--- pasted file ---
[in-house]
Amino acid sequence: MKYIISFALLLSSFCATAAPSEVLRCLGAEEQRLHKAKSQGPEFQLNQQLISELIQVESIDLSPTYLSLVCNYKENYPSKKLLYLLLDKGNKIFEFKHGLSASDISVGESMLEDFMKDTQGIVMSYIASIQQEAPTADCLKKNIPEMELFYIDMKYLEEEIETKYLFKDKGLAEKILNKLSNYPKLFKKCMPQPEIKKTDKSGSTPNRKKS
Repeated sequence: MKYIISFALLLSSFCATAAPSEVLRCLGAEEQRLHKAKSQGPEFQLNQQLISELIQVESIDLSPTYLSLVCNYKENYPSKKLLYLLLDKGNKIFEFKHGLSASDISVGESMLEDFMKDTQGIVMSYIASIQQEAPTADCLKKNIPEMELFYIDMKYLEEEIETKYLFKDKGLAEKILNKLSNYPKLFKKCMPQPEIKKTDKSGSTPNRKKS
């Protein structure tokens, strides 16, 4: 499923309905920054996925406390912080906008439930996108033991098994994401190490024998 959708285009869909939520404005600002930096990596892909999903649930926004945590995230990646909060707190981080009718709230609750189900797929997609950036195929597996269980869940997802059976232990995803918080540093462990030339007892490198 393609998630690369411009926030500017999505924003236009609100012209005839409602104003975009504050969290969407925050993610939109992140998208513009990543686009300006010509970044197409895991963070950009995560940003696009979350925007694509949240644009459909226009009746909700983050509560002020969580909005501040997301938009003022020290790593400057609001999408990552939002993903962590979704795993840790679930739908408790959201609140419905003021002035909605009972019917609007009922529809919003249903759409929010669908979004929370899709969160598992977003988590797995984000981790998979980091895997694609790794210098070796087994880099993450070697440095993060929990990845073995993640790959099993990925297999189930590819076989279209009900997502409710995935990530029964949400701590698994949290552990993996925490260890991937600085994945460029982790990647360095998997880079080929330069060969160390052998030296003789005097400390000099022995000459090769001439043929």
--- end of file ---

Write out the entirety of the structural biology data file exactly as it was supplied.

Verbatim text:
[in-house]
Amino acid sequence: MKYIISFALLLSSFCATAAPSEVLRCLGAEEQRLHKAKSQGPEFQLNQQLISELIQVESIDLSPTYLSLVCNYKENYPSKKLLYLLLDKGNKIFEFKHGLSASDISVGESMLEDFMKDTQGIVMSYIASIQQEAPTADCLKKNIPEMELFYIDMKYLEEEIETKYLFKDKGLAEKILNKLSNYPKLFKKCMPQPEIKKTDKSGSTPNRKKS
Repeated sequence: MKYIISFALLLSSFCATAAPSEVLRCLGAEEQRLHKAKSQGPEFQLNQQLISELIQVESIDLSPTYLSLVCNYKENYPSKKLLYLLLDKGNKIFEFKHGLSASDISVGESMLEDFMKDTQGIVMSYIASIQQEAPTADCLKKNIPEMELFYIDMKYLEEEIETKYLFKDKGLAEKILNKLSNYPKLFKKCMPQPEIKKTDKSGSTPNRKKS
């Protein structure tokens, strides 16, 4: 499923309905920054996925406390912080906008439930996108033991098994994401190490024998 959708285009869909939520404005600002930096990596892909999903649930926004945590995230990646909060707190981080009718709230609750189900797929997609950036195929597996269980869940997802059976232990995803918080540093462990030339007892490198 393609998630690369411009926030500017999505924003236009609100012209005839409602104003975009504050969290969407925050993610939109992140998208513009990543686009300006010509970044197409895991963070950009995560940003696009979350925007694509949240644009459909226009009746909700983050509560002020969580909005501040997301938009003022020290790593400057609001999408990552939002993903962590979704795993840790679930739908408790959201609140419905003021002035909605009972019917609007009922529809919003249903759409929010669908979004929370899709969160598992977003988590797995984000981790998979980091895997694609790794210098070796087994880099993450070697440095993060929990990845073995993640790959099993990925297999189930590819076989279209009900997502409710995935990530029964949400701590698994949290552990993996925490260890991937600085994945460029982790990647360095998997880079080929330069060969160390052998030296003789005097400390000099022995000459090769001439043929």